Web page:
FERC, RTOs, ISOs, NARUC, Governors and Politicians… there is no shortage of concern over the potential impact of the new Environmental Protection Agency rules regarding clean air. Will the cost of compliance force the shut down of many coal-fired power plants? Will reliability suffer as a result? These issues are at the core of the debate regarding EPA’s aggressive moves to save the environment and our health. A group of governors sent a letter to President Obama requesting he intervene to get the EPA to slow down. Utah Gov. Gary Herbert is leading the multi-state gubernatorial effort seeking a delay in the Utility MACT (Maximum Achievement Control Technology) Rule. The governors believe implementation should not occur until the impact on electricity reliability is understood.

During a recent House Subcommittee on Energy and Power hearing, FERC Commissioners provided a preliminary report on the potential retirement of coal-fired power plants. It provides an excellent, high level overview of the many environmental laws and the potential impact by region. However, the Commissioners admit FERC has not fully investigated the impact of the new rules on reliability. Chairman Wellinghoff believes RTOs, ISOs and other transmission coordinators are in the best position to provide a detailed impact analysis. Ironically in its Joint Comments to the EPA, the RTOs/ISOs are requesting a Reliability Safety Valve as a stop gap measure to delay a power plant’s compliance when necessary to preserve reliability.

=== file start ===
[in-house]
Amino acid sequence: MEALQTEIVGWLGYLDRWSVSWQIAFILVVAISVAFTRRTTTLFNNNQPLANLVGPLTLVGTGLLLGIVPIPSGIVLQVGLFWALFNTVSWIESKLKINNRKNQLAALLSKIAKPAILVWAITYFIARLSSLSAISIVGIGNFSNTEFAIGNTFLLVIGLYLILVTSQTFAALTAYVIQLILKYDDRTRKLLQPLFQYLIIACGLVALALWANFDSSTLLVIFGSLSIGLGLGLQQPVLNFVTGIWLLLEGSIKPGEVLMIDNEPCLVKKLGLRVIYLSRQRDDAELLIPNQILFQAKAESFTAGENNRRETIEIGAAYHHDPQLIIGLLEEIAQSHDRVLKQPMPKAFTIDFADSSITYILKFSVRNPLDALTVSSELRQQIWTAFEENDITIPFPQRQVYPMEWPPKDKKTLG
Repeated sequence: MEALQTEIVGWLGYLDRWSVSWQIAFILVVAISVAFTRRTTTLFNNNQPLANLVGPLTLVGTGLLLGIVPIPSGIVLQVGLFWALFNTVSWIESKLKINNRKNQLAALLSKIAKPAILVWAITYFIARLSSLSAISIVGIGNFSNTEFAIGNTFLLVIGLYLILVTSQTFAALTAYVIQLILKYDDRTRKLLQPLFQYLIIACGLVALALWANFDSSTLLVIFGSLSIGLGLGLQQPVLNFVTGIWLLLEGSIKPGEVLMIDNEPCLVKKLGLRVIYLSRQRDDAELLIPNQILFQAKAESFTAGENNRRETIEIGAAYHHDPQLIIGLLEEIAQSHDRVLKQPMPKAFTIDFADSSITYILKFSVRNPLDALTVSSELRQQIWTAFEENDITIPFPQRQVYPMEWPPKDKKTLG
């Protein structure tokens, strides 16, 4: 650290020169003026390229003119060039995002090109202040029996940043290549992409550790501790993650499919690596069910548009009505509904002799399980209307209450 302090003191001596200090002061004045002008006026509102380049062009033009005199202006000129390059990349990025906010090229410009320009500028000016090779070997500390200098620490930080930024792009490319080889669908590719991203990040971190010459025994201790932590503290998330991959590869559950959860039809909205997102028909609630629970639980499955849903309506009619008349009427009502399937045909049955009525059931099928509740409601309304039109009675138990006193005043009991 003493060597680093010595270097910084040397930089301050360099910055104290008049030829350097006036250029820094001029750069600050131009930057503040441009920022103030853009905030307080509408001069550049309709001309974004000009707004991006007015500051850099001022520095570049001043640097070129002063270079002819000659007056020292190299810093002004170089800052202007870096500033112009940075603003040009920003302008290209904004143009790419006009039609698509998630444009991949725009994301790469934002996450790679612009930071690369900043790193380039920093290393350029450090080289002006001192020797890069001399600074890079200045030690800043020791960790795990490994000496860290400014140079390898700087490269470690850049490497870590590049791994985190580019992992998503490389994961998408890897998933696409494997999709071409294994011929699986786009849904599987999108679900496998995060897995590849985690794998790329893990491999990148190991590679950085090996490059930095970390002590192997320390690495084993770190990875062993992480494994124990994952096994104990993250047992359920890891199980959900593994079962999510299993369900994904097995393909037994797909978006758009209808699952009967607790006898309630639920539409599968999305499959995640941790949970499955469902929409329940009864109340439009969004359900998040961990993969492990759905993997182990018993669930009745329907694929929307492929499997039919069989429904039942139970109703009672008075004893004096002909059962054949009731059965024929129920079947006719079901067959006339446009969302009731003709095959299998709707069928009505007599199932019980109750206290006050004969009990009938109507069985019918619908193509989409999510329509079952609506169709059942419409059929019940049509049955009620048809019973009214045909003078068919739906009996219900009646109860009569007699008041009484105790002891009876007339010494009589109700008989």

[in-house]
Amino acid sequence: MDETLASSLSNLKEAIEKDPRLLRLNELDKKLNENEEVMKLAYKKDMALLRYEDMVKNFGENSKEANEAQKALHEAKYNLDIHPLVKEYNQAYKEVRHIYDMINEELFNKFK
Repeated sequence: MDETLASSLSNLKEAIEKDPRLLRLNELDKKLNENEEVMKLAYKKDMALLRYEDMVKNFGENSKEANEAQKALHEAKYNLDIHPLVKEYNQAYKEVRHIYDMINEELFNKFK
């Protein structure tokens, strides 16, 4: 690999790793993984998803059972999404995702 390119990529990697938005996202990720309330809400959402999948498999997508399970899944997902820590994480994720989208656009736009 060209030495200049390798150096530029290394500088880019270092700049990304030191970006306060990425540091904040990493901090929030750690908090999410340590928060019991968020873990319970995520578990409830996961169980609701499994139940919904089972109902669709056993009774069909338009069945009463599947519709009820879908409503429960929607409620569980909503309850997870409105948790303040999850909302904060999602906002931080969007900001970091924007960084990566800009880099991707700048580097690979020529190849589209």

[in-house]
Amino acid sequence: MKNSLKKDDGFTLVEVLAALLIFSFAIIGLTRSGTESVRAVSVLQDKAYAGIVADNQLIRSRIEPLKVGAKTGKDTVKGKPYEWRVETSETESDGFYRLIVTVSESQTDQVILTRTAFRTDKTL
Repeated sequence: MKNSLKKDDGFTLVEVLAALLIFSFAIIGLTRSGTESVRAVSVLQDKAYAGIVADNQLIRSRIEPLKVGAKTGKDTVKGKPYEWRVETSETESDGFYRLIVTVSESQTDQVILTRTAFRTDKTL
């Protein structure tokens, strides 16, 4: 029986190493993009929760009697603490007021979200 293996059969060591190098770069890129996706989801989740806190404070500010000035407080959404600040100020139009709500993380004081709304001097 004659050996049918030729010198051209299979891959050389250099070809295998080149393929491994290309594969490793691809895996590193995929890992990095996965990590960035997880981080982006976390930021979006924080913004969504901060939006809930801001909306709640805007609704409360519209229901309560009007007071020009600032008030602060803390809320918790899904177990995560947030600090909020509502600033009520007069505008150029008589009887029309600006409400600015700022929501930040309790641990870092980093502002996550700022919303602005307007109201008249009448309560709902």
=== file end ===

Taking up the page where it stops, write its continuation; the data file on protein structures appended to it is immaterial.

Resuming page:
My take from current analysis is that in the aggregate there will be enough generation capacity. The risks are on a more localized and regional scale – similar to the outages that occurred in the Southwest earlier this year. A combination of generation outages, derates and unseasonably cold weather lead to a power shortage forcing rolling brownouts. Hopefully enough time for careful planning and the proposed Reliability Safety Valve can help to avoid this type of event.

Meanwhile, FERC has announced it will hold a technical conference beginning November 29, 2011 to discuss policy issues related to reliability of the Bulk-Power System, including concerns that may arise in the course of compliance with EPA regulations.